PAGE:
Cracking down on Immigration: The end of TPS (Temporary Protected Status)



Immigrants, activists and elected officials denounce the plan to end TPS.
PHOTO CREDITS: Bryan R. Smith/AFP/Getty Images via NPR


Last week, the U.S. Homeland Security Department decided to end the Temporary Protected Status (TPS) program for immigrants. TPS was created in 1990 to help people from countries affected by natural disasters or war. If an earthquake struck and destroyed an area, those people could come to the U.S. and apply for TPS to temporarily work and live.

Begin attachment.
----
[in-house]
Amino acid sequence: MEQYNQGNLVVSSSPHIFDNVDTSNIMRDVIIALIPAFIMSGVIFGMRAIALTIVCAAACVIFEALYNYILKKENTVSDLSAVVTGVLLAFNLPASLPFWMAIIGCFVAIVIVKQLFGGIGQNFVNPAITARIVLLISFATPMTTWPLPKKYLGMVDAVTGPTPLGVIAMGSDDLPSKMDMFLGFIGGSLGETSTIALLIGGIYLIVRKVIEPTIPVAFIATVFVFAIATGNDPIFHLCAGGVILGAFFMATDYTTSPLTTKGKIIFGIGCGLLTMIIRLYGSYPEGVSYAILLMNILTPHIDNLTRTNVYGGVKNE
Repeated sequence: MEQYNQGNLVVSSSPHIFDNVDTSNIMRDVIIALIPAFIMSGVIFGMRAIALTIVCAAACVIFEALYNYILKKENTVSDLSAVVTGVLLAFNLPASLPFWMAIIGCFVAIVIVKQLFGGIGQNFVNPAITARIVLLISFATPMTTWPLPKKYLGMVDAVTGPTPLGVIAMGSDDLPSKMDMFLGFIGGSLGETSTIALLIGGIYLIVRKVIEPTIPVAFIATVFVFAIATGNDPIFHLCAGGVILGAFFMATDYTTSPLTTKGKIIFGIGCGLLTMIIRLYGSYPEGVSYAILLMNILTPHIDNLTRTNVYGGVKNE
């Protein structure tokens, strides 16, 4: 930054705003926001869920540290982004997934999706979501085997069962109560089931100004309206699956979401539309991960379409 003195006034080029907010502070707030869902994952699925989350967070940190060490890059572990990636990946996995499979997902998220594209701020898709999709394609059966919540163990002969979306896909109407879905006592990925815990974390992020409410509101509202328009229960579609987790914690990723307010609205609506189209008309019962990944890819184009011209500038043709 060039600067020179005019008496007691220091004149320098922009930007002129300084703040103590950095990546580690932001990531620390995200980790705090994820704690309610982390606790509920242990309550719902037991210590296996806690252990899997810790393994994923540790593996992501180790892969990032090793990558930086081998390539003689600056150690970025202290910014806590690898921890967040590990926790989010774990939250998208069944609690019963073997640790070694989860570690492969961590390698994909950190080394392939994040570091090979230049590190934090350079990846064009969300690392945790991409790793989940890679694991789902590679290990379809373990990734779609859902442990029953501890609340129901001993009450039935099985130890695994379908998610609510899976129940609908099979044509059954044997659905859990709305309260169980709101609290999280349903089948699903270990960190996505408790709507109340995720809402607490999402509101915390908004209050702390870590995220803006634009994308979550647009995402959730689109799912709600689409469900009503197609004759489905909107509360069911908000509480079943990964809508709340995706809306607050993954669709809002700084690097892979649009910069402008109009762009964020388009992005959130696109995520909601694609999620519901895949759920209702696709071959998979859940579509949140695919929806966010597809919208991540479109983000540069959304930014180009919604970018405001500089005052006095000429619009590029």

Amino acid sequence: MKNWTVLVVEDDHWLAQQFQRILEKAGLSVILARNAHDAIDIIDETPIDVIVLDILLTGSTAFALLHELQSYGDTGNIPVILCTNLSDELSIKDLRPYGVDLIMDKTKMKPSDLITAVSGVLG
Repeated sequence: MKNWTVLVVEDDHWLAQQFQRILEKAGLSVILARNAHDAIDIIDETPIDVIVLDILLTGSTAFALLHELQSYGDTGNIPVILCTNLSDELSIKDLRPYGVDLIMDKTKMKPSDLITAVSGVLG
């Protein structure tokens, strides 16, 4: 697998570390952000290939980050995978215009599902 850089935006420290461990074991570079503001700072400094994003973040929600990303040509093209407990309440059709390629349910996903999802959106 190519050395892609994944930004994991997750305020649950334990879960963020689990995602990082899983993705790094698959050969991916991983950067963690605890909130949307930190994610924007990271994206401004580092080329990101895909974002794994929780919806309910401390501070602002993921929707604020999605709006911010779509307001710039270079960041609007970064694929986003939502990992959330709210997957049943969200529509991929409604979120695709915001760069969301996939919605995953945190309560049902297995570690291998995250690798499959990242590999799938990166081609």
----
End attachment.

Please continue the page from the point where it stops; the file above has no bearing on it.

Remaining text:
With the end of the program, an estimated 428,000 people from several countries will have to leave the U.S. or obtain legal residency. Deadlines have been established for each country under the program with Sudan being the first this November. Other countries include Haiti, El Salvador, Nicaragua, and Nepal.


The decision has made headlines recently due to the effect it has on immigrants from Honduras -- one of the largest groups under TPS with an estimated 57,000 Hondurans who have lived in the U.S. for nearly two decades. TPS began for Honduras in 1999 after Hurricane Mitch devastated the country. Immigrants protected by TPS have been living here legally, building families, and working to contribute to the U.S. economy. They now have 18 months to leave the country or somehow obtain permanent legal status.


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